• Andrew Scott

Towards a Practice Framework

We have blogged before about the idea of a practice framework. Here we take the idea a little further.


Supervision sessions often start with the question ‘What do you want to bring to supervision today?’ That frequently leads to a review of, and learning from, the coach’s current practice, fulfilling either, or both, of the formative and restorative functions of supervision (see note below).


However, we believe that there is an element that is often missing: a review of the coach's practice framework: that is to say, all aspects of being a good coach. So we have developed a model practice framework and, over a series of supervisory sessions, we ensure that the coach has reviewed all elements of this, from initial chemistry and contracting meetings to final closure and evaluation; as well as the necessary over-arching disciplines, such as a clear ethical policy. This supports the coach’s CPD as well as ensuring that we fully address the normative function of supervision: developing and adhering to the very best professional standards (see note below).



The practice framework can be used in a number of ways. Many of the elements may come up in the course of reviewing the coach’s current practice. For example, if a coach is in a tricky situation, as well as discussing the options for resolving it, the supervisor would encourage the coach to think about whether better initial contracting would have prevented the problem from arising.


With the practice framework in mind, the supervisor could then record that this aspect of the coach’s practice had been the subject of inquiry during supervision; and that is excellent. Periodically, the supervisor and the coach can then review the framework, and identify any topics that have not yet been explored in supervision, and put them on the agenda.


That reduces the risk of any collusion by the supervisor of avoiding talking about certain issues, simply because the coach never raises them. It will also reassure the coach (and the coach’s organisation, if applicable) that the supervision will be a robust process that will help the coach to develop all aspects of the coach’s professional practice.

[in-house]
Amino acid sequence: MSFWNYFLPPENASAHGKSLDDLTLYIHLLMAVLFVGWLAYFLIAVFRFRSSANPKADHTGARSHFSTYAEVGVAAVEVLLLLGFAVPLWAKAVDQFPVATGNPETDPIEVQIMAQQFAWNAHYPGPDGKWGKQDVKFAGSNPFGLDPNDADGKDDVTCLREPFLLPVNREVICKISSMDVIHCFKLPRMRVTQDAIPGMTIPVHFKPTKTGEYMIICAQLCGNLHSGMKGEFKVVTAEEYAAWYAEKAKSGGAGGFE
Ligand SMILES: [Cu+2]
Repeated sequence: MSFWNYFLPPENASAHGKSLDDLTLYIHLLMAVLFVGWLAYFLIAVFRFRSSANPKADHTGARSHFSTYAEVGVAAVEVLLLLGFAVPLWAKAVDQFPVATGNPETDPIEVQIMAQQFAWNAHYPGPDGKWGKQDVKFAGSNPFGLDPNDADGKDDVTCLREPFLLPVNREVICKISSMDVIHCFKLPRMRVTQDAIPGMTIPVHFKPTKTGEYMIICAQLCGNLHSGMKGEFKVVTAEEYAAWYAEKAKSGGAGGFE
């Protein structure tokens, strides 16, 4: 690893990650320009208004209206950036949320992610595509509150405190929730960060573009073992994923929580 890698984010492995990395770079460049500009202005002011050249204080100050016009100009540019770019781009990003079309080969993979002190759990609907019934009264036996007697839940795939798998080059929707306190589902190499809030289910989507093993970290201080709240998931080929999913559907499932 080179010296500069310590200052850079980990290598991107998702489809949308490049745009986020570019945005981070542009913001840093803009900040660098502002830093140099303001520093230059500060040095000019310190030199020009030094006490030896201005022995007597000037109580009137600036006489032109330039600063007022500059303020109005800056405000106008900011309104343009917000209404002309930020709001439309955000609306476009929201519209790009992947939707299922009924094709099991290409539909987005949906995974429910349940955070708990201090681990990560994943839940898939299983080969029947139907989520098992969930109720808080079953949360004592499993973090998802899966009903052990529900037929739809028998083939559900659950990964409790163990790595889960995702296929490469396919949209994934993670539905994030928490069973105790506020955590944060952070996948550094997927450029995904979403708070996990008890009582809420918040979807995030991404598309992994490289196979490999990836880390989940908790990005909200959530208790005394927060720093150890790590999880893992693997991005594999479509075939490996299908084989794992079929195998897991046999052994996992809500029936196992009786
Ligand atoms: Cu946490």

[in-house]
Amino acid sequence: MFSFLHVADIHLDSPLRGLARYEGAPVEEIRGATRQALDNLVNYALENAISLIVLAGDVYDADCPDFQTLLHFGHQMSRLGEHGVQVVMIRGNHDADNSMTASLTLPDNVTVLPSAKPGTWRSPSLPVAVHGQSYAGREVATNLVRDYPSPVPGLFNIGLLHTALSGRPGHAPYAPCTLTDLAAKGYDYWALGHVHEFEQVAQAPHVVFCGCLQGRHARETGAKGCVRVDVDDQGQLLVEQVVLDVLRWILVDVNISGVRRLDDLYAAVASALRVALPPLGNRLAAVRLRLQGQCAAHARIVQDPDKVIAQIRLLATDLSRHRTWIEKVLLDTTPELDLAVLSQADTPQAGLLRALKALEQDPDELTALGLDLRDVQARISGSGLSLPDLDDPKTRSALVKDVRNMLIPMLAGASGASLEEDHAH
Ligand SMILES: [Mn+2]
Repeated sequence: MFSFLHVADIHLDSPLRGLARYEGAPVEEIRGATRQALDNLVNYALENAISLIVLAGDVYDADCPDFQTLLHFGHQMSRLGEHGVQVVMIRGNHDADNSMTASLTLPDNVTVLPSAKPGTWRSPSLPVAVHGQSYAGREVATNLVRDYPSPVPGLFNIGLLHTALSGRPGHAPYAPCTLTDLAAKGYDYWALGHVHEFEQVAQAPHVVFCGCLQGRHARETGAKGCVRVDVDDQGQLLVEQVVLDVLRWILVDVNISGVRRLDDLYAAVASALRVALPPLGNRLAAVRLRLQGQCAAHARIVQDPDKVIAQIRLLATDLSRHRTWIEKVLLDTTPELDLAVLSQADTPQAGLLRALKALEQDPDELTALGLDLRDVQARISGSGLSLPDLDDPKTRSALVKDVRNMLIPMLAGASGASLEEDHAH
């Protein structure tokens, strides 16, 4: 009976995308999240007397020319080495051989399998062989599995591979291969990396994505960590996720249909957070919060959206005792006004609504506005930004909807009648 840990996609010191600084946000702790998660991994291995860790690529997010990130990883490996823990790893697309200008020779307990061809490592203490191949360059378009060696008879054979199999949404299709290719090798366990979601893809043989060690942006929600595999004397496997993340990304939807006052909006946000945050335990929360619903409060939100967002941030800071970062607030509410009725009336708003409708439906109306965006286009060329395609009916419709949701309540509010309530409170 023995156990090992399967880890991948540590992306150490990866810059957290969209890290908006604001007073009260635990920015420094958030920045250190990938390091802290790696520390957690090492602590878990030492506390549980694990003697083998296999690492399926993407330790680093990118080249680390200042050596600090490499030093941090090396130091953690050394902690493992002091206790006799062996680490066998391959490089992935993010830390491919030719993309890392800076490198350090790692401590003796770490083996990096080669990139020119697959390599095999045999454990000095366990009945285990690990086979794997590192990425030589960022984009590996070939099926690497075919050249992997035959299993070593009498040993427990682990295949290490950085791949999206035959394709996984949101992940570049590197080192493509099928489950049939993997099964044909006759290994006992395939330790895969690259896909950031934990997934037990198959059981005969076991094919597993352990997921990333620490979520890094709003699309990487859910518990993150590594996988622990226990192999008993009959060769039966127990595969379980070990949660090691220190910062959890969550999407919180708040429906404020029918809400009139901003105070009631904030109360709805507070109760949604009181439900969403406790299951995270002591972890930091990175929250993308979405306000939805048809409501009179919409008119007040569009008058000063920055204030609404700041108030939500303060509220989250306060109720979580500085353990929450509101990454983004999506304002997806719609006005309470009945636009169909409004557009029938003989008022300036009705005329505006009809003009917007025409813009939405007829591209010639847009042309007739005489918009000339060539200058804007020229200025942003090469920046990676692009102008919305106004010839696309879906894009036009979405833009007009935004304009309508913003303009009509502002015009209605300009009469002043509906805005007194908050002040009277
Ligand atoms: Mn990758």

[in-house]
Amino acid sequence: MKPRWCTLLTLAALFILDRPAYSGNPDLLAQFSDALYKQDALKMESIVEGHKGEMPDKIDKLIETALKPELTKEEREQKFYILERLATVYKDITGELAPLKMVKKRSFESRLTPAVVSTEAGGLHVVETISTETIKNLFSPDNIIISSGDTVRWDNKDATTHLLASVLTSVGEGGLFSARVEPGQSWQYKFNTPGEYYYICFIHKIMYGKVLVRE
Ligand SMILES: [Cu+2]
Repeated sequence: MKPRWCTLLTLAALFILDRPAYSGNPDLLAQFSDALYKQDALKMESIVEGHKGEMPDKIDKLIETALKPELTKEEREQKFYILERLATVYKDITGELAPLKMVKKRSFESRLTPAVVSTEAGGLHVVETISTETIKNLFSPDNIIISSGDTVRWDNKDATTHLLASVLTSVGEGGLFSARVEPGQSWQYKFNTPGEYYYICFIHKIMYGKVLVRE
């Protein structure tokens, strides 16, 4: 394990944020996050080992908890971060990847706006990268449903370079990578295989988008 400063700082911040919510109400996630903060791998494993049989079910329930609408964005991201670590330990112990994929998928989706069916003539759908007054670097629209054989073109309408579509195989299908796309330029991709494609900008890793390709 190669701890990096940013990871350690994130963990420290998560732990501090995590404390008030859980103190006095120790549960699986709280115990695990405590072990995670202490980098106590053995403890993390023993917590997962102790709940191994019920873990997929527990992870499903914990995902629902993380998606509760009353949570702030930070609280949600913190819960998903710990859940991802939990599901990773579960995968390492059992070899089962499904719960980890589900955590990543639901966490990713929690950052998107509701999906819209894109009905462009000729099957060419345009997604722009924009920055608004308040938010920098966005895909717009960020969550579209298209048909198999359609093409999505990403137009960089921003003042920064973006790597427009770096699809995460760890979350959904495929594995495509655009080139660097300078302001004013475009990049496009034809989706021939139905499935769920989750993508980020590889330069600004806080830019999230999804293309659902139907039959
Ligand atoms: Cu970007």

Another way of using the framework is to encourage coaches to develop their own practice frameworks. That of course may provoke deeper consideration and learning about what they believe that they are doing when coaching at their best. The supervisor might then share this framework so that the two can be compared: ideally the coaches’ own frameworks will cover everything in this one – even though they may be conceptualised and articulated very differently. But having a model for comparison might both reassure the coaches of the quality of their own frameworks, and also raise for discussion any differences, that could be usefully explored.


Such an approach, of course, could well enrich this framework also; so we imagine updating this from time to time as our coaches teach us what else we should be adding to it.


NB

Formative, restorative and normative are Proctor’s labels for the three classic functions of Supervision. Formative is the educational and developmental aspect; restorative is processing the emotional issues that coaching may stimulate; and normative is about adherence to standards and good practice.


Proctor, Brigid, (1988) Supervision: a cooperative exercise in accountability, quoted in Hawkins and Shohet, Supervision in the Helping Professions, Open University Press (2006).


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